Date of Award
Santa Clara : Santa Clara University, 2018.
Breast milk, the gold standard for infant nutrition, could prevent up to 13% of child deaths worldwide. However, many mothers are unable to breastfeed due to health conditions and other factors. Because of this, a network of more than 500+ human milk banks, which collect and distribute donated breast milk to infants, have emerged worldwide. However, operational costs to ensure the safety of this milk remain time-intensive and costly.
There are no existing diagnostics for rapid and on-site detection of bacterial contaminants in donated milk. Currently, many milk banks send samples to outside laboratories for bacterial culturing tests, which take 24-48 hours to receive results. In contrast, MilkGuard is an on-site detection method which ensures results in hours rather than days. To determine whether or not E.coli is present in donated milk, a drop of milk is deposited onto the sensor. If the milk is contaminated, the sensor will turn a blue color due to an enzyme-substrate reaction of the bacteria.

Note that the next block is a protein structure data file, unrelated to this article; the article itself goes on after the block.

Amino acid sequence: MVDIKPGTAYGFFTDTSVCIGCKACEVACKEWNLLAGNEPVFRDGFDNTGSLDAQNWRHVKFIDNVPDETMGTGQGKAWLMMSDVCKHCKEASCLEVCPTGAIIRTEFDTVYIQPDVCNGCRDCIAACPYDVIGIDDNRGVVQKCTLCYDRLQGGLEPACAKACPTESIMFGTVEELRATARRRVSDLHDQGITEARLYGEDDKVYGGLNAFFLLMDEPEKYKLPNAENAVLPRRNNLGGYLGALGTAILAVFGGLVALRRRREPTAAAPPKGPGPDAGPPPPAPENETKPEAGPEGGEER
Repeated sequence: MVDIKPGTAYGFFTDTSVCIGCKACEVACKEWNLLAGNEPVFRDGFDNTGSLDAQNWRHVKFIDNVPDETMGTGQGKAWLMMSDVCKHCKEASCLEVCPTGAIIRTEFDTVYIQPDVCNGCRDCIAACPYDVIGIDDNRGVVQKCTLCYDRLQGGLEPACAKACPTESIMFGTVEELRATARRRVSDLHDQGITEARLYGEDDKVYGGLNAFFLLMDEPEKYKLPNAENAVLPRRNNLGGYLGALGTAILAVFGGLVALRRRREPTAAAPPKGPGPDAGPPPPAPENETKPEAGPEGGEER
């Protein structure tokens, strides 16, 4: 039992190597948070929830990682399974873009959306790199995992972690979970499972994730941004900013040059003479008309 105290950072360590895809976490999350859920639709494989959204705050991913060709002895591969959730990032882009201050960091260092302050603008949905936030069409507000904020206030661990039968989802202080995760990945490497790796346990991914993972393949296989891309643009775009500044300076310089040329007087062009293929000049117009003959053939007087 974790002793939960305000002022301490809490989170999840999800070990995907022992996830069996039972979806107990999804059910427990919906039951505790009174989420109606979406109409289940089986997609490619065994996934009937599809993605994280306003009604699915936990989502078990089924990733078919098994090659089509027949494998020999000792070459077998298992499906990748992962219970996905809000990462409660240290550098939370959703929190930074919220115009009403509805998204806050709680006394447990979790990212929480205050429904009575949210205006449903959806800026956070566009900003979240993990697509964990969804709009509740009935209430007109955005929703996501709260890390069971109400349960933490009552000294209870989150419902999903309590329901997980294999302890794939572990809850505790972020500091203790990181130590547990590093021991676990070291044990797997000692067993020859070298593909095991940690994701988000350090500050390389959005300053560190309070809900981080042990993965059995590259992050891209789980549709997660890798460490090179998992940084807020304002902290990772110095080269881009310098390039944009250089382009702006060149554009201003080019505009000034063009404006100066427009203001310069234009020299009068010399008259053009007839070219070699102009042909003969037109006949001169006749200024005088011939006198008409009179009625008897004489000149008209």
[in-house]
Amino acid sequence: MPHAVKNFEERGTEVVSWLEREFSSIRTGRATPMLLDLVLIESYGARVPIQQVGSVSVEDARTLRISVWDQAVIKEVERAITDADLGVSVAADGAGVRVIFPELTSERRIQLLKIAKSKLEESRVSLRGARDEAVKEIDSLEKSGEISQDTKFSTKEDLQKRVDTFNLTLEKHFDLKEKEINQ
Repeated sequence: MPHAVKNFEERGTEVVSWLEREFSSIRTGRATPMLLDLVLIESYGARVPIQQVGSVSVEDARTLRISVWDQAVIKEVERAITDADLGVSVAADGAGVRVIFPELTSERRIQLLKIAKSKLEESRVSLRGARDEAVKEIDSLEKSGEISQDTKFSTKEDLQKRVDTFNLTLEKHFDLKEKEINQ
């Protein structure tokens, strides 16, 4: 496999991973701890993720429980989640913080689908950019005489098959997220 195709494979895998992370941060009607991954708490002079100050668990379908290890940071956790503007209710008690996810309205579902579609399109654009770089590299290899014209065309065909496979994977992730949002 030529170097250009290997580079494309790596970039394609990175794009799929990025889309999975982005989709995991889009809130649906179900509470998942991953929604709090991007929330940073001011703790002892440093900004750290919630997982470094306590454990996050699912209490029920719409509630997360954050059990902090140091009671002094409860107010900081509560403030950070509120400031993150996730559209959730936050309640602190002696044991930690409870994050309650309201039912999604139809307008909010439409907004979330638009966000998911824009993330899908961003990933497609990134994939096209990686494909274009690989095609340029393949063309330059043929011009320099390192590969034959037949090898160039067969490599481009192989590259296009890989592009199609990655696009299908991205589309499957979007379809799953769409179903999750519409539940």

The goal of the project is to create a cost and rapid alternative to traditional bacterial culturing testing to screen for E. coli bacteria in donated human breast milk. This will allow users to ensure that milk samples are sterile enough to provide to young infants, while also providing breast milk banks an alternative that will allow them to screen more samples in a shorter amount of time.
May, Maggie; Kikuchi, Nicholas; and Zweber, Matthew, "MilkGuard: Low-Cost, Polymer-based Sensor for the Detection of Escherichia coli in Donated Human Breast Milk" (2018). Bioengineering Senior Theses. 78.